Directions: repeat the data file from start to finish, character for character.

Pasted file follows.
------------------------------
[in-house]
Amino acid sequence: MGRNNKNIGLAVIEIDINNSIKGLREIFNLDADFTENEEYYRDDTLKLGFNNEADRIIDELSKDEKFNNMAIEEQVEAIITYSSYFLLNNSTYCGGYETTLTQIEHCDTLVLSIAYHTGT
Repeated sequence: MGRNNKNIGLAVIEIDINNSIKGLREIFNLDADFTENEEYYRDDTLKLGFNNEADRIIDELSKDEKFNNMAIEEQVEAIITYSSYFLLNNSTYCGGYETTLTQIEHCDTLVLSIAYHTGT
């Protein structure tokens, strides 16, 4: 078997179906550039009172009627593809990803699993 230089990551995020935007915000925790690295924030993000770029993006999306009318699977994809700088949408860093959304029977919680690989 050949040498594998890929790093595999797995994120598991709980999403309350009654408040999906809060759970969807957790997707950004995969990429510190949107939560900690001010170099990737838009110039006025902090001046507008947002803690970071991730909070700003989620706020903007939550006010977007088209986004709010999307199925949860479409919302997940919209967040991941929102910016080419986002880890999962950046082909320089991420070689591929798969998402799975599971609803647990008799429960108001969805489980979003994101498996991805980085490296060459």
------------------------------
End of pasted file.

[in-house]
Amino acid sequence: MGRNNKNIGLAVIEIDINNSIKGLREIFNLDADFTENEEYYRDDTLKLGFNNEADRIIDELSKDEKFNNMAIEEQVEAIITYSSYFLLNNSTYCGGYETTLTQIEHCDTLVLSIAYHTGT
Repeated sequence: MGRNNKNIGLAVIEIDINNSIKGLREIFNLDADFTENEEYYRDDTLKLGFNNEADRIIDELSKDEKFNNMAIEEQVEAIITYSSYFLLNNSTYCGGYETTLTQIEHCDTLVLSIAYHTGT
């Protein structure tokens, strides 16, 4: 078997179906550039009172009627593809990803699993 230089990551995020935007915000925790690295924030993000770029993006999306009318699977994809700088949408860093959304029977919680690989 050949040498594998890929790093595999797995994120598991709980999403309350009654408040999906809060759970969807957790997707950004995969990429510190949107939560900690001010170099990737838009110039006025902090001046507008947002803690970071991730909070700003989620706020903007939550006010977007088209986004709010999307199925949860479409919302997940919209967040991941929102910016080419986002880890999962950046082909320089991420070689591929798969998402799975599971609803647990008799429960108001969805489980979003994101498996991805980085490296060459």